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Newbie Hosehead Drying Out
#21
(04-24-2012, 11:22 AM)d_mac Wrote: Ok here is an update. I adjusted the humidity level to a higher level. I also lowered my pressure incrementally and have been noticing a lower AHI. I started with a AHI of 2.7 and the last few nights have been averaging .80. I think this is good as I feel like I am actually getting some rest or at least feeling rested. I have also upped my usage from 4 hours a night to 7 hours average. So it seems I am getting used to it. I don't feel dried out as much either.

Those numbers are great, how are the leak numbers? As long as they stay under 24, the AHI numbers are accurate...and if that's the case, no need to change anything else.
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#22
(04-24-2012, 01:28 PM)CHanlon Wrote:
(04-24-2012, 11:22 AM)d_mac Wrote: Ok here is an update. I adjusted the humidity level to a higher level. I also lowered my pressure incrementally and have been noticing a lower AHI. I started with a AHI of 2.7 and the last few nights have been averaging .80. I think this is good as I feel like I am actually getting some rest or at least feeling rested. I have also upped my usage from 4 hours a night to 7 hours average. So it seems I am getting used to it. I don't feel dried out as much either.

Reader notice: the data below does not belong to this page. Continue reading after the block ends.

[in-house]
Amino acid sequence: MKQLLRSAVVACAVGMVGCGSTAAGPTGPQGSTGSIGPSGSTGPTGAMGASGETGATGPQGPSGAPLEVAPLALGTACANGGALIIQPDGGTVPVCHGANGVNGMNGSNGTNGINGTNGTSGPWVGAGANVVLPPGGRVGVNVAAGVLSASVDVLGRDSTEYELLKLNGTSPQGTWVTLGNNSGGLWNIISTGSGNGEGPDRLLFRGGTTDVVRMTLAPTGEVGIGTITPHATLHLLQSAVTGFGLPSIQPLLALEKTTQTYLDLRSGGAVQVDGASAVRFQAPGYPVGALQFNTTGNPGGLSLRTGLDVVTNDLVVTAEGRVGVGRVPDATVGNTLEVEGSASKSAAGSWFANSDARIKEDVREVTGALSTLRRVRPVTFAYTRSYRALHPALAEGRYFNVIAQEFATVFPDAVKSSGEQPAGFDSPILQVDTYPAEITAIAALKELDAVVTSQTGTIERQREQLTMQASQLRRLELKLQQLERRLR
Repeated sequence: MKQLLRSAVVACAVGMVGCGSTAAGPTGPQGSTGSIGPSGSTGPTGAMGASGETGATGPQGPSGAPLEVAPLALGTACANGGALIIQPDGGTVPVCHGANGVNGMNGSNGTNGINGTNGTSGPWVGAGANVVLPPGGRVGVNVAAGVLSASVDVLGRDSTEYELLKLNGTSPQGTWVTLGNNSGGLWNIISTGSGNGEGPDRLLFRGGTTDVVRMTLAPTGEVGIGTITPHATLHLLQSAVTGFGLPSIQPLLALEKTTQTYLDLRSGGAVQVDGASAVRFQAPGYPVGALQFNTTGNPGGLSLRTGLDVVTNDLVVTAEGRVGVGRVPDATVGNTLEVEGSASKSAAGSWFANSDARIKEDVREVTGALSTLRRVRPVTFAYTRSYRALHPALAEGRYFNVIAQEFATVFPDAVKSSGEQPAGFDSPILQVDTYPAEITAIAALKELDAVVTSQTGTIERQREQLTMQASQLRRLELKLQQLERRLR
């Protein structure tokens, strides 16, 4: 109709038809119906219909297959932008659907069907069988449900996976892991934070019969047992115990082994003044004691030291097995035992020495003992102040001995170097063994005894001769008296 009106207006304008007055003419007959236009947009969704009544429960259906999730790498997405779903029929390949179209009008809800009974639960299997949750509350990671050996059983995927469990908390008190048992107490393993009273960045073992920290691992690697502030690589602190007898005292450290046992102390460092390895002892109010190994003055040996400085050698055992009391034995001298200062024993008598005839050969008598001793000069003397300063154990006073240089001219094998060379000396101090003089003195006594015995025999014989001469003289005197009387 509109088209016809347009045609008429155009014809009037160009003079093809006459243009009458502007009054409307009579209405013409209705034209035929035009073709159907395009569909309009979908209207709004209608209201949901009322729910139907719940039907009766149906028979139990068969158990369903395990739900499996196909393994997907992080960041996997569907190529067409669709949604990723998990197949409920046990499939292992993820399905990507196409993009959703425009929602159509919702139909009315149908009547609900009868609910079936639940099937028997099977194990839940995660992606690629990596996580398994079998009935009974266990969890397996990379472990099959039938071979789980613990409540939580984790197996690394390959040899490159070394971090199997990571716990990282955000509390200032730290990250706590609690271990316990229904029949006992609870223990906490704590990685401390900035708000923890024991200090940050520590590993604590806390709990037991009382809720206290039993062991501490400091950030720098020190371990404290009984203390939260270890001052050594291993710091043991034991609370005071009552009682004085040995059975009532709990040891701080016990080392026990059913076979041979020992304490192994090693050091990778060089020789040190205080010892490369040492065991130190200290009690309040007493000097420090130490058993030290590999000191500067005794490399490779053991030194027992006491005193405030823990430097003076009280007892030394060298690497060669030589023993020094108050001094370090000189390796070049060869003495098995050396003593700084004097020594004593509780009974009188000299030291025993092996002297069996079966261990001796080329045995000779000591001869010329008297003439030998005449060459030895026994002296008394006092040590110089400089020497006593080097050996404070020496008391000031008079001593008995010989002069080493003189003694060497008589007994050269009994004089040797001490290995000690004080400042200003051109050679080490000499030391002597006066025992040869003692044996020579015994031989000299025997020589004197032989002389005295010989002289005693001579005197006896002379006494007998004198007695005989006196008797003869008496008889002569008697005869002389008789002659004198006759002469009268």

Those numbers are great, how are the leak numbers? As long as they stay under 24, the AHI numbers are accurate...and if that's the case, no need to change anything else.

I am not sure what the leak numbers are. I will take a look and repost.
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#23
(04-13-2012, 01:21 PM)jdireton Wrote: Mac,

Congestion can/maybe/might could be associated with too much humidity. You need to get to know your settings. Adjusting the "comfort" settings (non pressure) is something we all genrally need to do.

Let us know what kind of hose you're using, the Slim Line or Climate Line (heated) hose, and if you are in Automatic or Manual control. If you're setting just a temperature for your hose, you're likely in auto and many of us found it doesn't meet our needs.

Follow Paula's link and get the manual. It may take some reading, but there are many settings your DME likely forgot to tell you even exist.

If you post your pressure settings (inhalation and exhalation) there are members of this forum using the exact same machine as you.

There's a lot of help here! Welcome.

I'm hoping that you're following this thread as I need to ask you some questions.